The U.S. investigation into
the deadly sinking of the El Faro cargo ship during a hurricane last fall shifted direction on Friday, as the Coast Guard wrapped up its initial public hearings on the accident that killed all 33 people onboard.
The agency will now wait to see if key evidence can be recovered from the shipwreck. In April, searchers will make a second attempt at finding a voyage data recorder that could provide detail on the ship's sinking off the Bahamas.
The recorder, similar to an airplane's black box, may hold data on the last 12 hours of a voyage that saw the worst cargo shipping disaster involving a U.S.-flagged vessel in more than three decades.
The Coast Guard's Marine Board of Investigation, convened only for the most serious accidents, for the past two weeks has heard testimony on events leading up to the disaster on Oct. 1.
The panel listened to the doomed captain's recorded final call for help as his vessel took on water, and his warning that the "clock was ticking."
Executives of Tote Services, which operated the El Faro, testified that they had paid little or no attention to the worsening storm or to communications from the captain on a weekly route between Florida
and Puerto Rico.
Captain Michael Davidson, a veteran mariner from Maine, was solely responsible for all decisions that ended in disaster, Tote executives testified. Company leaders previously have blamed the accident on an unexplained loss of power.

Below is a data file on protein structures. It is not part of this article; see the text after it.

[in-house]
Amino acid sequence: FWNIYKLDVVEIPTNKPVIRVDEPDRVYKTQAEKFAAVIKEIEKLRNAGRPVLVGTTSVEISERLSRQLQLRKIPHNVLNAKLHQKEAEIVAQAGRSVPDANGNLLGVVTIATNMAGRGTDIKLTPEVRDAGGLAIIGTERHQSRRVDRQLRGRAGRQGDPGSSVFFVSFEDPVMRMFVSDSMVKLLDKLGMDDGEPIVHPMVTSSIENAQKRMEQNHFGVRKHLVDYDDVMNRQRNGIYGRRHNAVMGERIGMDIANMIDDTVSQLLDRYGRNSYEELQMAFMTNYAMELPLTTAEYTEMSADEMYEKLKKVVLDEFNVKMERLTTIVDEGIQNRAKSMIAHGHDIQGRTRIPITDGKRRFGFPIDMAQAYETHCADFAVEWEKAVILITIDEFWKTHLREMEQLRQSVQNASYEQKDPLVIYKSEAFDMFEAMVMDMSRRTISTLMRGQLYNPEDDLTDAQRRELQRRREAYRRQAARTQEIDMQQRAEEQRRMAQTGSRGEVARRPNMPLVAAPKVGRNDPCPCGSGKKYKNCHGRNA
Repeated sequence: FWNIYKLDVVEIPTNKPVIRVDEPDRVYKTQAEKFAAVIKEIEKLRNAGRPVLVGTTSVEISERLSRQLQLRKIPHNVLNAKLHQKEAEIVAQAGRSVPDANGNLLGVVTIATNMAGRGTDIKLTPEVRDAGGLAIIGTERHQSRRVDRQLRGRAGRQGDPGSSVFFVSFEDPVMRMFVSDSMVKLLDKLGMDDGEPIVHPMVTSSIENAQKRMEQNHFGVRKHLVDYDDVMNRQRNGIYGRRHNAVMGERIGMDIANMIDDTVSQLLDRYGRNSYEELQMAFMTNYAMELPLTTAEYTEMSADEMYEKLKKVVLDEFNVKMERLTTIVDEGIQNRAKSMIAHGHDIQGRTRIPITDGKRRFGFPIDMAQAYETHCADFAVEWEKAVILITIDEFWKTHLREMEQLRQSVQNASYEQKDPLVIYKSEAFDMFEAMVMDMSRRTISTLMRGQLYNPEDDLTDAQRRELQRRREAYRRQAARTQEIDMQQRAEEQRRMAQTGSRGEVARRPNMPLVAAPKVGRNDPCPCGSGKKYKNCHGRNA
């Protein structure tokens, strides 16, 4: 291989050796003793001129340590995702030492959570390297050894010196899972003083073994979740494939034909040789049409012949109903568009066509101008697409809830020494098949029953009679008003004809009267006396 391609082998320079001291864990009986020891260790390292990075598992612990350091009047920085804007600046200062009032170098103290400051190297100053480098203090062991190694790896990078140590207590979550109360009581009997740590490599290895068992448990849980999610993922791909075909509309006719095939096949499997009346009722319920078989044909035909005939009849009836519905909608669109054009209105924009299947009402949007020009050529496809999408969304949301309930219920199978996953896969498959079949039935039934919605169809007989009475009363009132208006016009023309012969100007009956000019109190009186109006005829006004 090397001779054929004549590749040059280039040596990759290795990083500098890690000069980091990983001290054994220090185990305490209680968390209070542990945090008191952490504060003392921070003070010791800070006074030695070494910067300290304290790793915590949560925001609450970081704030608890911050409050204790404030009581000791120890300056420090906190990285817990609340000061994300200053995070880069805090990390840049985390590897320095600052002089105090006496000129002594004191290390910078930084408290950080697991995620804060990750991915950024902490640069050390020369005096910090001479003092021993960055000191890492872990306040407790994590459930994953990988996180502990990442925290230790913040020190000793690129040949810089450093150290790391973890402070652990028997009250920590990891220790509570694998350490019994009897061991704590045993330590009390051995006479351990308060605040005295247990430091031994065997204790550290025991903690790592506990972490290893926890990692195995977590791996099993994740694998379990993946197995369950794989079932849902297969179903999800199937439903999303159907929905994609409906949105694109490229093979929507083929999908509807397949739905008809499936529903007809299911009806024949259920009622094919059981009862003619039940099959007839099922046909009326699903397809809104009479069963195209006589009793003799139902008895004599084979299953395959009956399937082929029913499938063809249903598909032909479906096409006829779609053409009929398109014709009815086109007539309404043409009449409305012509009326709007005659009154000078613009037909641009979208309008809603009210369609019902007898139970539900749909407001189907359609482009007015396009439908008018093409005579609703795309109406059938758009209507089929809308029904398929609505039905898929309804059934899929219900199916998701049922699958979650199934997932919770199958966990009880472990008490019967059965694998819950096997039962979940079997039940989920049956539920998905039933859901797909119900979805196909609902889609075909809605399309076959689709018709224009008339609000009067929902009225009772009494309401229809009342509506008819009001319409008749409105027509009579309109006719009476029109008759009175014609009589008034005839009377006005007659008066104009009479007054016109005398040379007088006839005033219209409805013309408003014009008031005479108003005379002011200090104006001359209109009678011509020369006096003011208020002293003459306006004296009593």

Jason Itkin, a Houston lawyer who is suing Tote on behalf of four crew members' families and has followed the hearings, said on Friday that their statements seemed tailored to limit the company's liability.
The Coast Guard plans a second round of hearings to focus on greater detail on the fatal trip. While no date is scheduled, the panel is expected to reconvene by early summer.
But if the recorder is found, the second phase could be delayed while investigators thoroughly analyze its contents, Coast Guard spokeswoman Alana Ingram said.
A salvage team failed to locate the recorder, which dislodged from the ship's bridge, during a search last November.
Ultimately, the Coast Guard panel expects to issue a report and could make recommendations on issues from ship standards to action on licenses of those involved in the disaster.
Any criminal activity uncovered would be reported immediately to the U.S. Justice Department, Ingram said.
(By Barbara Liston; Editing by Letitia Stein and Andrew Hay)